As I write this, there are six workmen constructing a building within five feet of the window, as has been the case for the past eight months and will be for the foreseeable future. It’s not a quiet business at the best of times, and at the moment they’re blasting “Rockin’ Robin.” They start work at seven A.M., and they have one of those special permits from the mayor’s office that allows them to work on Saturdays, too. Along with the two preschools and the slew of amateur musicians who inhabit the surrounding buildings, it makes for a cacophony.
I used to wear noise-canceling headphones and sometimes earplugs, and I’d fume like an angry cartoon character, but now it doesn’t bother me much. In balmy weather, it even feels sort of Rear Window–ish and picturesque. Or so you can tell yourself, especially when one amateur musician noodles on his sax for several hours at a time. I realize I have come to love it.
But recently, things took a turn that even I found unbearable. For some time a child has been learning the theme to Star Wars on his or her electric guitar. (At least, I choose to believe it’s a child. The alternative is too upsetting to contemplate.) I privately cheered the young guitarist along, rejoicing in improvements, admiring the diligence of the practice. I even applauded the brief, recent foray into “Pomp and Circumstance,” because what’s a graduation march without electric guitar?
And then it started. “Sweet Child O’ Mine.” Endlessly. Duh-duh-duh-duh-duh-duh-DUH-duh, Duh-duh-duh-duh-duh-duh-DUH-duh, ad nauseam, a nightmarishly imperfect riff waiting for a bass that never, ever comes. This went on for three days. I heard it in my dreams, which were creepy and disturbing. And finally, on the third day, someone rebelled. “CLOSE YOUR WINDOW!” he screamed.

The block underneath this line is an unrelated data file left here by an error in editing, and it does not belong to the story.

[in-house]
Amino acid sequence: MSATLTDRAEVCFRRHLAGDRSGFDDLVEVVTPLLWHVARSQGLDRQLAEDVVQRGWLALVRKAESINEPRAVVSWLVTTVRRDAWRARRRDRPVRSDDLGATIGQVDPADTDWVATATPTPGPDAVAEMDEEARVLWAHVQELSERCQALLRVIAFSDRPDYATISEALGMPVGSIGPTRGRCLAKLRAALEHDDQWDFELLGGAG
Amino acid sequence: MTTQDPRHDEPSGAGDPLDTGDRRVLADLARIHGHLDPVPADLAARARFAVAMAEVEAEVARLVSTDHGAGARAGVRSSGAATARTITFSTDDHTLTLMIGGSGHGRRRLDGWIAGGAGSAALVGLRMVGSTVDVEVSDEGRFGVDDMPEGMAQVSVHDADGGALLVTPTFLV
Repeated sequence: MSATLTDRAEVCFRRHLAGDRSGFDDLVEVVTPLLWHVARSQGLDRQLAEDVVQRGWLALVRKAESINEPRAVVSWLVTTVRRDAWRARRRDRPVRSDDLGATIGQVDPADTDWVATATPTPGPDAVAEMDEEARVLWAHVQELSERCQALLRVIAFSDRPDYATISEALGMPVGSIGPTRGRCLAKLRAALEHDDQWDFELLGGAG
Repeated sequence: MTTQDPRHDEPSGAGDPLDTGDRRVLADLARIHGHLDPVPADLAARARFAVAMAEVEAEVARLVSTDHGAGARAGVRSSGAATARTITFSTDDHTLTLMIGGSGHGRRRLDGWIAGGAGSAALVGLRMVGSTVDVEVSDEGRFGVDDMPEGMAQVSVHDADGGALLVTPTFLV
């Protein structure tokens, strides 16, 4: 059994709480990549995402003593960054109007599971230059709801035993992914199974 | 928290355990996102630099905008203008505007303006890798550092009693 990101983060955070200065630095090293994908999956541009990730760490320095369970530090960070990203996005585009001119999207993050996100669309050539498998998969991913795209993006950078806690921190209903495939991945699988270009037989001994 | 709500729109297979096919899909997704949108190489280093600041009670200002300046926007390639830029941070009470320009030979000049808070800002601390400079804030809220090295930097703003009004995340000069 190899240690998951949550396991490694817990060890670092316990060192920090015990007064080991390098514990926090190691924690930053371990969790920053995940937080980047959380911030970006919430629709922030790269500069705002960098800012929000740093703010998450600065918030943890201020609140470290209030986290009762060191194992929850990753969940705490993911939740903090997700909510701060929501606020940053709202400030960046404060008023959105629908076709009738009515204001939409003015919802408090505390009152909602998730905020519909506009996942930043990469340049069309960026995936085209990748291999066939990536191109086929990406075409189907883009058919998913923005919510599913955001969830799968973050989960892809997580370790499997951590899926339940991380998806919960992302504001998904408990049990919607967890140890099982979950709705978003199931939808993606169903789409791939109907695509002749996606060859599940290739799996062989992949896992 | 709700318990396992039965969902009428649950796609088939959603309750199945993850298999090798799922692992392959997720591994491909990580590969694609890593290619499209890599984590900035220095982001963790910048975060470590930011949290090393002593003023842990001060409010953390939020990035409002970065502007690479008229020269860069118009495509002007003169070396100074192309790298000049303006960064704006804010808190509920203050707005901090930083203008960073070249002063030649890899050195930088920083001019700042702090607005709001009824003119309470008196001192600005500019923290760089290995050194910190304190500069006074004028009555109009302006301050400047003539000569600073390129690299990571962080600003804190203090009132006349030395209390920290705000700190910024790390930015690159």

By urban standards, it wasn’t much of a rebuke. But it seemed to open the floodgates. The next night, a neighbor screamed at the workmen. “GO HOME!” she shouted. Soon thereafter, I heard my own husband yelling “KNOCK IT OFF!” for all the world, like a character in The Honeymooners.
It had never occurred to me that this was even an option. I had always tacitly believed you allowed innocuous things to go on around you so as to store up goodwill and a sort of credit, in case one really needed help. Crying crank, to coin a phrase, seemed to me a very dangerous precedent to set. And it destroyed that precious illusion of loneliness—that’s what we love so much in the first place.
Besides which, hadn’t my neighbors enjoyed the terrible sound of it, on some level? I felt like we were all watching the same movie with completely different expectations: I had loved hating the “Sweet Child O’ Mine,” they had simply hated it. And had made it go away. We are all so very powerful. We have the power to ruin someone’s night sleep or their day or even several days. The entire concept of close quarters depends on leashing that power, or not acknowledging it.
We voluntarily sacrifice privacy to live in cities—or, rather, a certain kind of privacy. Strangers make noise, they hear us, they spy on us, they sometimes burgle us, but it’s all pretty impersonal. When I hear that construction noise (and now they’re playing “P.Y.T.”) a little part of me smiles, like we’re all in on the most obvious joke in the world, and in it together.
Sadie Stein is contributing editor of The Paris Review, and the Daily’s correspondent.